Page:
Daily, these clinics receive calls from women wondering if they can still get their birth control or keep their upcoming appointment — the threat alone of increased restrictions has convinced many patients that the care they are seeking is now illegal. Patients fear they will lose their health coverage altogether, that affordable birth control will no longer be available, and that abortion will no longer be legal or accessible. Staff at indies across the country are working hard to reassure patients and their communities that they will do everything they can to continue to provide care.

It won’t be easy. Independent providers don’t have the national name recognition or institutional support to raise money or get an influx of volunteers when a political crisis strikes — even though they are more vulnerable. Indies are more likely to be targeted and harassed by anti-choice extremists and often bear the brunt of laws designed to shut clinics down.

A woman enters Whole Woman’s Health’s administrative office, Monday, June 27, 2016, in Austin, Texas. CREDIT: AP Photo/Eric Gay
A woman enters Whole Woman’s Health’s administrative office, Monday, June 27, 2016, in Austin, Texas. CREDIT: AP Photo/Eric Gay

Amy Hagstrom Miller knows this reality all too well. Hagstrom Miller is the founder of Whole Woman’s Health — the lead plaintiff in the abortion rights case that was decided by the Supreme Court last June. In Whole Woman’s Health v. Hellerstedt, the Supreme Court sided with Amy and her clinic, striking down the Texas law which had shut down more than half of the state’s abortion clinics. It was an historic victory for women’s health, a game-changer after years of increased restrictions on abortion at the state level. And even as they’ve taken on anti-choice Texas politicians, Amy and the staff of Whole Woman’s Health continue to provide care at all of their clinics.

Asked if the recent Supreme Court victory felt dimmed by the looming Trump presidency, Hagstrom Miller was characteristically defiant.

“I’m sure this new president and Congress will do their worst, but I believe in my heart that we who support women’s decisions are on the right side of history,” she said. “Every day in the USA, good women have abortions. For those women, we will never stop fighting, and ultimately we will prevail.”

As if anti-choice legislation and aggressive protesters weren’t enough, many of Trump’s nominees also raise serious questions about the future of abortion access in this country. For instance, Jeff Sessions, Trump’s pick for Attorney General, has a well-documented history of opposing reproductive rights. As a senator, Sessions specifically voted against protections for abortion care providers and has opposed attempts to hold anti-choice extremists accountable for violence or harassment. Those are extremely concerning stances from the top legal authority in the country, particularly considering that the safety and security of abortion care providers — from doctors to receptionists — is a concern shared by every clinic owner we work with.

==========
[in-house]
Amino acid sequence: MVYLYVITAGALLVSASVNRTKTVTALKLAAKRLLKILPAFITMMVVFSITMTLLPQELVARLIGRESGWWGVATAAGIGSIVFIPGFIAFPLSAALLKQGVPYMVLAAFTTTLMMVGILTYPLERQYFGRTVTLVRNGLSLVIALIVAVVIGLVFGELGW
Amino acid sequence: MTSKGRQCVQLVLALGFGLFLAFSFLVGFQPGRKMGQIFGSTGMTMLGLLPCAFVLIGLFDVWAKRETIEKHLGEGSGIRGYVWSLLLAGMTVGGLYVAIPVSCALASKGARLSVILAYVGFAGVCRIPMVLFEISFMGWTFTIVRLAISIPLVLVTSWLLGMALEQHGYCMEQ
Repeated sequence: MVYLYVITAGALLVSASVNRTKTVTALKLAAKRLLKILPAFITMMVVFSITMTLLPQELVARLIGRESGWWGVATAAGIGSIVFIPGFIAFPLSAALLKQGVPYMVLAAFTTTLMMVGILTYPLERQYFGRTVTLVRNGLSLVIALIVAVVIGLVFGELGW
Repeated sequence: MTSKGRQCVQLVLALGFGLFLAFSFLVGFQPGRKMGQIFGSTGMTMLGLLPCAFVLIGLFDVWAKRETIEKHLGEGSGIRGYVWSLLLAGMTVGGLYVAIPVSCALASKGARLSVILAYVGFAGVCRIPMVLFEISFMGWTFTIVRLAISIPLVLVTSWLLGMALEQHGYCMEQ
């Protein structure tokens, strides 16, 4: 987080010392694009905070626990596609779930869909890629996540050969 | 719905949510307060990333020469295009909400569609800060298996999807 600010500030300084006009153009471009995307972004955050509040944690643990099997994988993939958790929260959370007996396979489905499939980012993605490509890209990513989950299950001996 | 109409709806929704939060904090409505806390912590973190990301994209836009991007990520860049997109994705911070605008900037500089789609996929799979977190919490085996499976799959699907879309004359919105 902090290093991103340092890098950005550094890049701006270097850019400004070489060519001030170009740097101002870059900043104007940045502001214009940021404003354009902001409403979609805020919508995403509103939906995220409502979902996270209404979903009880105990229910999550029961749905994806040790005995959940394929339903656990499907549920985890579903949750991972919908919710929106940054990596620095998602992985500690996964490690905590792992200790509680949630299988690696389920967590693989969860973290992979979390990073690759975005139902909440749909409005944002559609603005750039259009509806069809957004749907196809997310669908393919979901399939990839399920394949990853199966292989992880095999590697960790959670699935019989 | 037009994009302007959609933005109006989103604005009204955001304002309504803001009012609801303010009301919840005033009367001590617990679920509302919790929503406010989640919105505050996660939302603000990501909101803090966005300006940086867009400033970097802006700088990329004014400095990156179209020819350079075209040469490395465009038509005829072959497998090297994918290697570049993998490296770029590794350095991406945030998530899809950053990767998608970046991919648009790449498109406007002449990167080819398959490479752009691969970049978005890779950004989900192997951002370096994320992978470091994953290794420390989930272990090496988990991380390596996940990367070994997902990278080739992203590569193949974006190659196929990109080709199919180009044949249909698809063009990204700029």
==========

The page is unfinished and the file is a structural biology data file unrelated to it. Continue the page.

“I am not looking back, I am not going back, and I will keep these doors open.”

Julie Burkhart knows the realities of anti-choice violence: for seven years, she worked side by side with Dr. George Tiller to protect and preserve abortion access in Kansas. When Dr. Tiller was murdered in his church by an anti-abortion zealot, Julie didn’t give up. She carries on the legacy of Dr. Tiller’s vision for women’s health care at South Wind Women’s Center in Wichita, Kansas. Earlier this year, she also opened a new abortion clinic in Oklahoma — a state decidedly hostile to abortion access.

“It’s incredibly frightening to think of what could happen in this country if we don’t protect those providers who courageously provide abortion care,” Burkhart said. “But I believe that women deserve to make their own decisions about the future, and I believe in the doctors who risk so much to provide the best care to every woman who needs it. I am not looking back, I am not going back, and I will keep these doors open.”

Trump has said he wanted to punish women for having an abortion, and his remarks and cabinet nominations since the election indicate he plans to try. But in doing so, he will be up against Tammi, Amy, Julie, and the entire Abortion Care Network — as well as the millions of Americans who believe decisions about pregnancy and abortion are a woman’s to make for herself.

He has no idea who he’s messing with.